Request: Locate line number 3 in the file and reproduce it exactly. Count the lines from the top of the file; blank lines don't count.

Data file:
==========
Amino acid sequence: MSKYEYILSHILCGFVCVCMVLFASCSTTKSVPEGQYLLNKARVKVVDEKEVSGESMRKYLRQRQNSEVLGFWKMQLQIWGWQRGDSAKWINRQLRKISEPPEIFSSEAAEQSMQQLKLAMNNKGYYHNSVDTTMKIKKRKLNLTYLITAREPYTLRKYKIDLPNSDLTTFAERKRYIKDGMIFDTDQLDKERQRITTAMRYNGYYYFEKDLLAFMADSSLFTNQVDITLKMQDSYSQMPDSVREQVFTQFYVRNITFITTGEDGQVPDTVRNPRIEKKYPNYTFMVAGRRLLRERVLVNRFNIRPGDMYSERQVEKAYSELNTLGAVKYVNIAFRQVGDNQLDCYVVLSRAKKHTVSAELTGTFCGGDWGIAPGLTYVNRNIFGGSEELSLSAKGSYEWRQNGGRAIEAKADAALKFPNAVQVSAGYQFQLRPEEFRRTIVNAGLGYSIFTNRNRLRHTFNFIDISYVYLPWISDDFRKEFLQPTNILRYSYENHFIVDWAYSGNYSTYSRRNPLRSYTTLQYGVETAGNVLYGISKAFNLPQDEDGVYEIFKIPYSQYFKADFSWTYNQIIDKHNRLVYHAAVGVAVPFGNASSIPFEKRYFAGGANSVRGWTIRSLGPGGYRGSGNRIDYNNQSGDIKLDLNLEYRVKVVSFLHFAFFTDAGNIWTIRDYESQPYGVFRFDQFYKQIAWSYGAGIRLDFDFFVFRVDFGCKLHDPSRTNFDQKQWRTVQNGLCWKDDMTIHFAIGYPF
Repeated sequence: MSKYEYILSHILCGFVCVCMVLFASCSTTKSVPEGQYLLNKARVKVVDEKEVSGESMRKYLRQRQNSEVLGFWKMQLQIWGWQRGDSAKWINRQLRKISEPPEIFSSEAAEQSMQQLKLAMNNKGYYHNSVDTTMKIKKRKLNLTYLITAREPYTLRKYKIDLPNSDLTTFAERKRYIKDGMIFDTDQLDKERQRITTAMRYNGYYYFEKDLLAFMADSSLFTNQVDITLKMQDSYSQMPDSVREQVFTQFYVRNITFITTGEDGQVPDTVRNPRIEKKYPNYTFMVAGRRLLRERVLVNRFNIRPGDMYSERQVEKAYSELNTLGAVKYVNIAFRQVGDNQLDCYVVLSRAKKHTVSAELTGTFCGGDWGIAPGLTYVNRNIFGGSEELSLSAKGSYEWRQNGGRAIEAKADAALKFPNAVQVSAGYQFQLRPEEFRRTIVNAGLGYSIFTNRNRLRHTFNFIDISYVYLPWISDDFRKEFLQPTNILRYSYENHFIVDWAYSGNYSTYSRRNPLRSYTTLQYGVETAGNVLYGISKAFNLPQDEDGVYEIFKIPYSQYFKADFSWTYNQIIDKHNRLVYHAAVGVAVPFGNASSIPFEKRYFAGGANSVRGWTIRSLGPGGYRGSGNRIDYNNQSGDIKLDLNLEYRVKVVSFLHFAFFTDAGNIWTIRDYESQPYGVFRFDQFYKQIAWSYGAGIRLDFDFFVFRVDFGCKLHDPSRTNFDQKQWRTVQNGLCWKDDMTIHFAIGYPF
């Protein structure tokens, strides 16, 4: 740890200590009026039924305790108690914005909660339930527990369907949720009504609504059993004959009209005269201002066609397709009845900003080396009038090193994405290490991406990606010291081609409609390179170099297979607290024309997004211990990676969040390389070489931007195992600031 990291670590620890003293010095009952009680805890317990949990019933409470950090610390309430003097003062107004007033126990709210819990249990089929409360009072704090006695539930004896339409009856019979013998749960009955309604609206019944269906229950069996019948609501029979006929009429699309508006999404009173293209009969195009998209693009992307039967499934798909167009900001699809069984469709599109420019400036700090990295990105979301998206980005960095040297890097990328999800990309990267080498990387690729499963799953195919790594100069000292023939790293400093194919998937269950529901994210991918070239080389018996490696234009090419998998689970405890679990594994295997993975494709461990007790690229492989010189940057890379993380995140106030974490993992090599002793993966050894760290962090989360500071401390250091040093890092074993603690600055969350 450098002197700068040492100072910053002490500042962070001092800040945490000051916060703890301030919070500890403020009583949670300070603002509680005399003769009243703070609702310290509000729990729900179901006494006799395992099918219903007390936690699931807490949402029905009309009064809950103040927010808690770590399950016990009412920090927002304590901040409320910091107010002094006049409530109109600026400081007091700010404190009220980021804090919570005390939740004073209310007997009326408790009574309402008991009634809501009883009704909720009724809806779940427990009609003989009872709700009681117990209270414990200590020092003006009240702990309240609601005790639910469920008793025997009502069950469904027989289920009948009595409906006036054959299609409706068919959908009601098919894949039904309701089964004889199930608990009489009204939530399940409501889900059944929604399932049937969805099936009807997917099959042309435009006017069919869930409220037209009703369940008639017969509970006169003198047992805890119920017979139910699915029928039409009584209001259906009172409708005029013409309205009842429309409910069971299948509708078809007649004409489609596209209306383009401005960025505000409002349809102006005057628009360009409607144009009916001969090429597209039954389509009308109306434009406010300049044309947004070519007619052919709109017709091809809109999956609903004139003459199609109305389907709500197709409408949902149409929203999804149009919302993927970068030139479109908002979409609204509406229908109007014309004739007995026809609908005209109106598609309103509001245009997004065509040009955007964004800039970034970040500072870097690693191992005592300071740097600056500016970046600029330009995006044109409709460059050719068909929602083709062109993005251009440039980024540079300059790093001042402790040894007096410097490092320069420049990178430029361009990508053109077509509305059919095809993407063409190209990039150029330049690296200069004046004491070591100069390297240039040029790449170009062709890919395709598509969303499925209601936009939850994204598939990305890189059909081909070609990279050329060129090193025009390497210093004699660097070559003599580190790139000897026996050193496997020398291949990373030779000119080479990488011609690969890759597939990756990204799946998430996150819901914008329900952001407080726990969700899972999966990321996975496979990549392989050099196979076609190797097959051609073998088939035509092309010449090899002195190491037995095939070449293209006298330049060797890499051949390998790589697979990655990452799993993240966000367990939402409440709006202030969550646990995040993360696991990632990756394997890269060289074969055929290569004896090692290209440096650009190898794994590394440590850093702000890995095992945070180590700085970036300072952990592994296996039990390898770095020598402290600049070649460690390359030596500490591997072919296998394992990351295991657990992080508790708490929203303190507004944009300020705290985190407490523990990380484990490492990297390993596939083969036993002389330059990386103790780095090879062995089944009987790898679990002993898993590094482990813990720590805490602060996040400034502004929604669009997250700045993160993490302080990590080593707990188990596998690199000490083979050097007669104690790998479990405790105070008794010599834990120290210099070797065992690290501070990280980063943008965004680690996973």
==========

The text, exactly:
């Protein structure tokens, strides 16, 4: 740890200590009026039924305790108690914005909660339930527990369907949720009504609504059993004959009209005269201002066609397709009845900003080396009038090193994405290490991406990606010291081609409609390179170099297979607290024309997004211990990676969040390389070489931007195992600031 990291670590620890003293010095009952009680805890317990949990019933409470950090610390309430003097003062107004007033126990709210819990249990089929409360009072704090006695539930004896339409009856019979013998749960009955309604609206019944269906229950069996019948609501029979006929009429699309508006999404009173293209009969195009998209693009992307039967499934798909167009900001699809069984469709599109420019400036700090990295990105979301998206980005960095040297890097990328999800990309990267080498990387690729499963799953195919790594100069000292023939790293400093194919998937269950529901994210991918070239080389018996490696234009090419998998689970405890679990594994295997993975494709461990007790690229492989010189940057890379993380995140106030974490993992090599002793993966050894760290962090989360500071401390250091040093890092074993603690600055969350 450098002197700068040492100072910053002490500042962070001092800040945490000051916060703890301030919070500890403020009583949670300070603002509680005399003769009243703070609702310290509000729990729900179901006494006799395992099918219903007390936690699931807490949402029905009309009064809950103040927010808690770590399950016990009412920090927002304590901040409320910091107010002094006049409530109109600026400081007091700010404190009220980021804090919570005390939740004073209310007997009326408790009574309402008991009634809501009883009704909720009724809806779940427990009609003989009872709700009681117990209270414990200590020092003006009240702990309240609601005790639910469920008793025997009502069950469904027989289920009948009595409906006036054959299609409706068919959908009601098919894949039904309701089964004889199930608990009489009204939530399940409501889900059944929604399932049937969805099936009807997917099959042309435009006017069919869930409220037209009703369940008639017969509970006169003198047992805890119920017979139910699915029928039409009584209001259906009172409708005029013409309205009842429309409910069971299948509708078809007649004409489609596209209306383009401005960025505000409002349809102006005057628009360009409607144009009916001969090429597209039954389509009308109306434009406010300049044309947004070519007619052919709109017709091809809109999956609903004139003459199609109305389907709500197709409408949902149409929203999804149009919302993927970068030139479109908002979409609204509406229908109007014309004739007995026809609908005209109106598609309103509001245009997004065509040009955007964004800039970034970040500072870097690693191992005592300071740097600056500016970046600029330009995006044109409709460059050719068909929602083709062109993005251009440039980024540079300059790093001042402790040894007096410097490092320069420049990178430029361009990508053109077509509305059919095809993407063409190209990039150029330049690296200069004046004491070591100069390297240039040029790449170009062709890919395709598509969303499925209601936009939850994204598939990305890189059909081909070609990279050329060129090193025009390497210093004699660097070559003599580190790139000897026996050193496997020398291949990373030779000119080479990488011609690969890759597939990756990204799946998430996150819901914008329900952001407080726990969700899972999966990321996975496979990549392989050099196979076609190797097959051609073998088939035509092309010449090899002195190491037995095939070449293209006298330049060797890499051949390998790589697979990655990452799993993240966000367990939402409440709006202030969550646990995040993360696991990632990756394997890269060289074969055929290569004896090692290209440096650009190898794994590394440590850093702000890995095992945070180590700085970036300072952990592994296996039990390898770095020598402290600049070649460690390359030596500490591997072919296998394992990351295991657990992080508790708490929203303190507004944009300020705290985190407490523990990380484990490492990297390993596939083969036993002389330059990386103790780095090879062995089944009987790898679990002993898993590094482990813990720590805490602060996040400034502004929604669009997250700045993160993490302080990590080593707990188990596998690199000490083979050097007669104690790998479990405790105070008794010599834990120290210099070797065992690290501070990280980063943008965004680690996973």